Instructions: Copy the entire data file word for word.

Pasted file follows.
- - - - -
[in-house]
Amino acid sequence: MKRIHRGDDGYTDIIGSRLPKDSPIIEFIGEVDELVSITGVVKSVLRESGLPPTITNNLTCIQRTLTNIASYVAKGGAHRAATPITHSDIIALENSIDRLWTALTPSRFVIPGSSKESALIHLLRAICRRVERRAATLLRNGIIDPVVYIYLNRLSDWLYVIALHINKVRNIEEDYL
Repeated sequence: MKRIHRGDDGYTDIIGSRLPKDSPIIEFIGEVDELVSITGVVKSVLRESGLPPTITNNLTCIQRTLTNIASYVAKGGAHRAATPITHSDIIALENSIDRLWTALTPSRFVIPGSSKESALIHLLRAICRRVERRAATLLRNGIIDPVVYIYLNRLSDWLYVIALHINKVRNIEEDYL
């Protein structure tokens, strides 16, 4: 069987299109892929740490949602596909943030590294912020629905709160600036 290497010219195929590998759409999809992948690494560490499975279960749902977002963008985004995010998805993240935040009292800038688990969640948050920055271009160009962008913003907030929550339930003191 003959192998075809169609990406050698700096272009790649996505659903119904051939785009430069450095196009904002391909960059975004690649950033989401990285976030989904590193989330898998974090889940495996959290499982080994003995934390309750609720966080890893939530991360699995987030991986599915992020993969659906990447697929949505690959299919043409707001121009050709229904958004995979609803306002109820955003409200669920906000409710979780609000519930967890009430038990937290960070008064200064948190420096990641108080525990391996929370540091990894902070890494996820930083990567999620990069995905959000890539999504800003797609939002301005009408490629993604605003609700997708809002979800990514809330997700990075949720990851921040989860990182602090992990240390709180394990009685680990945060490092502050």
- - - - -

[in-house]
Amino acid sequence: MKRIHRGDDGYTDIIGSRLPKDSPIIEFIGEVDELVSITGVVKSVLRESGLPPTITNNLTCIQRTLTNIASYVAKGGAHRAATPITHSDIIALENSIDRLWTALTPSRFVIPGSSKESALIHLLRAICRRVERRAATLLRNGIIDPVVYIYLNRLSDWLYVIALHINKVRNIEEDYL
Repeated sequence: MKRIHRGDDGYTDIIGSRLPKDSPIIEFIGEVDELVSITGVVKSVLRESGLPPTITNNLTCIQRTLTNIASYVAKGGAHRAATPITHSDIIALENSIDRLWTALTPSRFVIPGSSKESALIHLLRAICRRVERRAATLLRNGIIDPVVYIYLNRLSDWLYVIALHINKVRNIEEDYL
């Protein structure tokens, strides 16, 4: 069987299109892929740490949602596909943030590294912020629905709160600036 290497010219195929590998759409999809992948690494560490499975279960749902977002963008985004995010998805993240935040009292800038688990969640948050920055271009160009962008913003907030929550339930003191 003959192998075809169609990406050698700096272009790649996505659903119904051939785009430069450095196009904002391909960059975004690649950033989401990285976030989904590193989330898998974090889940495996959290499982080994003995934390309750609720966080890893939530991360699995987030991986599915992020993969659906990447697929949505690959299919043409707001121009050709229904958004995979609803306002109820955003409200669920906000409710979780609000519930967890009430038990937290960070008064200064948190420096990641108080525990391996929370540091990894902070890494996820930083990567999620990069995905959000890539999504800003797609939002301005009408490629993604605003609700997708809002979800990514809330997700990075949720990851921040989860990182602090992990240390709180394990009685680990945060490092502050």